Application architecture

Redirecting the request to a service has to be first allowed by OPA. The API gateway talks to a simple middleware that acts as an adapter that facilitates the communication between the gateway and OPA itself.

In the previous article, we talked about two of the ways how OPA can be integrated into an app stack. We show both approaches in our app. Most of the time, policy verification is handled by the API gateway so the services are not aware of OPA’s existence. There is one exception, though. As explained in detail later, the Enroll service talks to OPA directly to get the information about maximum student capacity for a course.

We store all course and user data in a single JSON file. Since multiple services need to access this information, we defined a Docker volume containing the JSON file, which is then shared inside a private network among the containers of all services that need it. In a real-world scenario, we would of course replace this file with a real database. Some services, such as Enroll, can not only read but also modify the file.

OPA as a middleware

We implement our API gateway using Traefik, a relatively new open source alternative to nginx that’s designed for cloud environments. We chose Traefik because it offers all the required features for free, as well as for the ease with which everything can be set up. Defining service routing rules in Traefik is very simple. Most of the work is done in the traefik/dynamic.yml file. At the bottom of the file, we define a set of services, for example:

      - url: "http://user-service:10000"

In our simple use case, we only needed to provide the URL of the web server responsible for handling a given service.

Using our service definitions, we can then configure a set of routes to redirect requests to the correct services, for example:

  rule: "Host(`user.localhost`)"
  service: user-service
    - "middleware-auth-opa"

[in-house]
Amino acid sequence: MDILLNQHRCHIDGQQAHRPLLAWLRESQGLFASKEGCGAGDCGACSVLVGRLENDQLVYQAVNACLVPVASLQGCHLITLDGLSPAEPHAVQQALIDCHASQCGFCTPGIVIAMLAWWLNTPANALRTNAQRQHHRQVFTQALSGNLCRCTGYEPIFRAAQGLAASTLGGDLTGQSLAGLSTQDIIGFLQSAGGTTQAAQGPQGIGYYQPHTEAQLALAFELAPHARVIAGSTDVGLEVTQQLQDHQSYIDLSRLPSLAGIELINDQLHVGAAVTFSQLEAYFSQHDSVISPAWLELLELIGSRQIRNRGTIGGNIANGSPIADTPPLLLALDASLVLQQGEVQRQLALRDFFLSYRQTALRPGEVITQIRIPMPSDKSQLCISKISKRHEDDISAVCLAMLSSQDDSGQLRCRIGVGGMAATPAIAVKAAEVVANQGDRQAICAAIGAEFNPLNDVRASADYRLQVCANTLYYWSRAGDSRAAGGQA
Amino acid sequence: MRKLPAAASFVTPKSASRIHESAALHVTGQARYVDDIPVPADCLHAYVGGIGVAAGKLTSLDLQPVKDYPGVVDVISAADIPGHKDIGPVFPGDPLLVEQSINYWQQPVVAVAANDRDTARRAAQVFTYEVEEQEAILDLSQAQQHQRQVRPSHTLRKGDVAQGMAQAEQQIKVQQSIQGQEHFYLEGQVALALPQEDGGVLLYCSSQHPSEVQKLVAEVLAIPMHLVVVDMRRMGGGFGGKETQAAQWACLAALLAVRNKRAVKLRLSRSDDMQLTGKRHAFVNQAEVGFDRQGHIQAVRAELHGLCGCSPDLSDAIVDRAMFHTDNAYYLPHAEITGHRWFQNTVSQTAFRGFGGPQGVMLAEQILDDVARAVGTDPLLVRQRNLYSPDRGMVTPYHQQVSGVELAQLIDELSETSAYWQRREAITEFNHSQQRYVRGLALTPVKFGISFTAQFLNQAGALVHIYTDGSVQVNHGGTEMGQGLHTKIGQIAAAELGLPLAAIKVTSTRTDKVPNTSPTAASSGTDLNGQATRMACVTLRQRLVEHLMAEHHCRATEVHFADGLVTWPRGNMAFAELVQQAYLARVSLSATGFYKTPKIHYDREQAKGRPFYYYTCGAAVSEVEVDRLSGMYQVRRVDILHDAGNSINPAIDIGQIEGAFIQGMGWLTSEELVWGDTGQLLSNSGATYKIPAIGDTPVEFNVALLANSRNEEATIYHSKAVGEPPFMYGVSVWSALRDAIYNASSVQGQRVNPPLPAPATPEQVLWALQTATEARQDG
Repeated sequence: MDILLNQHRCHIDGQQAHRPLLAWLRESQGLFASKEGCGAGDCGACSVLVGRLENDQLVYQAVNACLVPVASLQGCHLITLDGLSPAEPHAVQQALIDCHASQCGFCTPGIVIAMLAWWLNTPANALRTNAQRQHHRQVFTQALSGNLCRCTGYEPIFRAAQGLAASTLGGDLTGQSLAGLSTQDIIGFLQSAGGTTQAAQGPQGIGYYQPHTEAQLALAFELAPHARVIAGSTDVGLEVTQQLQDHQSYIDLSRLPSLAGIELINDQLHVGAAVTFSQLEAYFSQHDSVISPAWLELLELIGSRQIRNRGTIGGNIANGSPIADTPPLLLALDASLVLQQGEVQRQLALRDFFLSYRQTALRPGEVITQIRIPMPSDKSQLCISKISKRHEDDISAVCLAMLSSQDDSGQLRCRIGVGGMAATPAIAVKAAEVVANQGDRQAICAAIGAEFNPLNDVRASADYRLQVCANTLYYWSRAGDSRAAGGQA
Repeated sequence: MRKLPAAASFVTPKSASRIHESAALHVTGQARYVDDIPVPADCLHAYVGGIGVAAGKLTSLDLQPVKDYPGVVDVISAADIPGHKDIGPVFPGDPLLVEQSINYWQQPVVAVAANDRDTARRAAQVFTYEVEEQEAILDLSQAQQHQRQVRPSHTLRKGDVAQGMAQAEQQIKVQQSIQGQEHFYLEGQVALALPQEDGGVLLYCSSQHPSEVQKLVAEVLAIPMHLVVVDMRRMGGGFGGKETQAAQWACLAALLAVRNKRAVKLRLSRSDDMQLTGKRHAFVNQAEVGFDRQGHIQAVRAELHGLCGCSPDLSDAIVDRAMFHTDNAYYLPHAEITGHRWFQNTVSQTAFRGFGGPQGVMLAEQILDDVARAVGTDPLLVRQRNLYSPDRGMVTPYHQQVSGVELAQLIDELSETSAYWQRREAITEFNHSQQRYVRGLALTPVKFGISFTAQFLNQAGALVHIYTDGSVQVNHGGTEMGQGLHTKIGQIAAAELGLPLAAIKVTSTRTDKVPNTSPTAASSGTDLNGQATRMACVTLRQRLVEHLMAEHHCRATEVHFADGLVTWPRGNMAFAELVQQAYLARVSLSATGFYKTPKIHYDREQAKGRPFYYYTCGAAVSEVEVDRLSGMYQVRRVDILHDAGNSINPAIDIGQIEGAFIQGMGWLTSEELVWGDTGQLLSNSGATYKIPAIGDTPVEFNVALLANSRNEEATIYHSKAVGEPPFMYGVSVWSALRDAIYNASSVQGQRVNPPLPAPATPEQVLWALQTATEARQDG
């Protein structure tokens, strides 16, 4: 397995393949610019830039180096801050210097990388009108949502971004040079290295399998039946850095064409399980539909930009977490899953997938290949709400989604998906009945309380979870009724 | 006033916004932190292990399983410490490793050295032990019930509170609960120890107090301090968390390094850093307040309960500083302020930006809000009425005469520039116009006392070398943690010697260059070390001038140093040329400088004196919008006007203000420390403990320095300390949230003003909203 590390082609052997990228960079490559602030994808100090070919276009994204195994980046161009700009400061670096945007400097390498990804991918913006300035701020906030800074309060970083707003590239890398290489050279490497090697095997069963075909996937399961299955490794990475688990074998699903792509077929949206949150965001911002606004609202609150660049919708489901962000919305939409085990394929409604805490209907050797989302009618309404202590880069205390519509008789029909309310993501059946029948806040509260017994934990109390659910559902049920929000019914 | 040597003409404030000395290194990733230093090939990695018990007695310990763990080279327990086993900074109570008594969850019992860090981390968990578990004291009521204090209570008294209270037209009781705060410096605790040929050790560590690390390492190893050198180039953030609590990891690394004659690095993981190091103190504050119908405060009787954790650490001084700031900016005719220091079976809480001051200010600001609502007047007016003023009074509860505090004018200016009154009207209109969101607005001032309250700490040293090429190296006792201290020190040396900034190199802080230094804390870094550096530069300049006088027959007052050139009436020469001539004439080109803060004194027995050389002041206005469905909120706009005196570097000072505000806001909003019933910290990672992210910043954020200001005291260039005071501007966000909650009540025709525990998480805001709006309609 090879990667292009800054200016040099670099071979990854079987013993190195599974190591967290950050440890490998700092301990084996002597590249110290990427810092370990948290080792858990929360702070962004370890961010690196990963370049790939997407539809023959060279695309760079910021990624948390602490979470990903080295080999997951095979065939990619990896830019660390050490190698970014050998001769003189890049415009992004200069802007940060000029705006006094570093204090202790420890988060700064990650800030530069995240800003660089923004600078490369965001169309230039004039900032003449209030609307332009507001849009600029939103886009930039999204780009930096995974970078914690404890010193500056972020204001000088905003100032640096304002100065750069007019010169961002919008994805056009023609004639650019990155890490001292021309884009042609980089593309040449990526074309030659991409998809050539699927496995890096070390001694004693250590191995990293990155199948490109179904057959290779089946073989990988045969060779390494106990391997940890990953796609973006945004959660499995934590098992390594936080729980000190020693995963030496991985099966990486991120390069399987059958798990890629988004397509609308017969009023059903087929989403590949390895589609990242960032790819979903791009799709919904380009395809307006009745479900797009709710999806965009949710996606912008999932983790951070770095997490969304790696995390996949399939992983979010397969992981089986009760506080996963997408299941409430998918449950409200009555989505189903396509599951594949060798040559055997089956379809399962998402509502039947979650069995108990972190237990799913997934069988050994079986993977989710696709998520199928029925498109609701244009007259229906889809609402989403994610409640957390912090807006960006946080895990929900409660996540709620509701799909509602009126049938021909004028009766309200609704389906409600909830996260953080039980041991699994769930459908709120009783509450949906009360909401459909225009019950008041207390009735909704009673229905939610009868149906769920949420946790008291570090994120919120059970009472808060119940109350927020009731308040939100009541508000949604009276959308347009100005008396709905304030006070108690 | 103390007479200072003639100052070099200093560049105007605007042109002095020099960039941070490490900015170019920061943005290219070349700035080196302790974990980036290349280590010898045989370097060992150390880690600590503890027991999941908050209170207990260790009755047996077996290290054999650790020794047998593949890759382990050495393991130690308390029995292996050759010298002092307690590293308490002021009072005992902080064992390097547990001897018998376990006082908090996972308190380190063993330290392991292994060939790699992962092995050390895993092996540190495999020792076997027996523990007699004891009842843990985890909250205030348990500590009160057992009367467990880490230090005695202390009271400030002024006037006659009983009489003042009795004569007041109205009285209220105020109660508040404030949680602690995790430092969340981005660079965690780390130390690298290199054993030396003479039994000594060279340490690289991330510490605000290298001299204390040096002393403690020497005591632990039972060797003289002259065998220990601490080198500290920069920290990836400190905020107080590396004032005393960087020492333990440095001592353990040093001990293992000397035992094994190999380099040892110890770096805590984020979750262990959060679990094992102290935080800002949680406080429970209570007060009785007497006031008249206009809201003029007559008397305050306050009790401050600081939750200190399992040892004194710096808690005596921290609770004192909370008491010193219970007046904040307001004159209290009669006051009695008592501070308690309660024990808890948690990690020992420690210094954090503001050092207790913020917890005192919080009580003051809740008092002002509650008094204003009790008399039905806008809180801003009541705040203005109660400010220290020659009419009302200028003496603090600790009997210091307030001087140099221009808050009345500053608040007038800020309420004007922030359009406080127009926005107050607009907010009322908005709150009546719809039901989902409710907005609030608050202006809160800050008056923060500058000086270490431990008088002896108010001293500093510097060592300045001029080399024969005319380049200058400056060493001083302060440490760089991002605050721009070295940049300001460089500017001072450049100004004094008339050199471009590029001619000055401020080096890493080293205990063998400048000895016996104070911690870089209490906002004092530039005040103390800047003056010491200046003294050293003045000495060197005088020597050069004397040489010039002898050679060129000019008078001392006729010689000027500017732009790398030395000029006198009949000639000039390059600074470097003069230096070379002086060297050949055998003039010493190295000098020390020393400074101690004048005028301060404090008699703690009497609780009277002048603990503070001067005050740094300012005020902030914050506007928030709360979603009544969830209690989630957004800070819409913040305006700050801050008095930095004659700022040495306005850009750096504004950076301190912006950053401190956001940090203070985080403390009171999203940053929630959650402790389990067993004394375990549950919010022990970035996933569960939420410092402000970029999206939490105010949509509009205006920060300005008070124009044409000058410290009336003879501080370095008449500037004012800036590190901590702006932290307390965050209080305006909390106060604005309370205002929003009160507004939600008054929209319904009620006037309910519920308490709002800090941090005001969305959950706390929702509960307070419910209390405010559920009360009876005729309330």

Each route is defined by a matching rule and a service to which a request should be redirected if it complies with this rule. In this case, we simply based the traffic redirection on the requested hostname.

In many applications, such a router definition would be sufficient. But, in order to verify that a given request is allowed, Traefik first needs to talk to OPA. This means that we also have to define a middleware and register it with a given router. The definition of our simple authorization middleware looks like this:

    address: "http://middleware-auth-opa"
    trustForwardHeader: true

We configured the middleware to manage forward request authentication, and defined the address of a server that is responsible for actually performing it.

The middleware itself is a very simple NodeJS application capable of handling HTTP requests. Its singular purpose is to act as an adapter that translates requests received from Traefik to a format suitable for OPA. As you can see for yourself in middlewares/auth-opa/app.js, this requires less than 50 lines of code.

When working with Traefik, we discovered that, as of now, only GET requests are supported for forward authorization. We originally planned to send some portion of the data, such as course ID, which is required by some services, in the body of a POST request. Since this is not possible, we had to use HTTP headers to transfer all the required information.

Finally, we get to talk about OPA. In our case. we run it in an HTTP server mode. As shown in the code extract below, we talk to it by sending POST requests to a specific URL. Each request carries a JSON object containing information about the method used by the original request, the user’s authorization token, the path to the resource contained in the original URL, and optionally, the unique course ID, which is required by some services: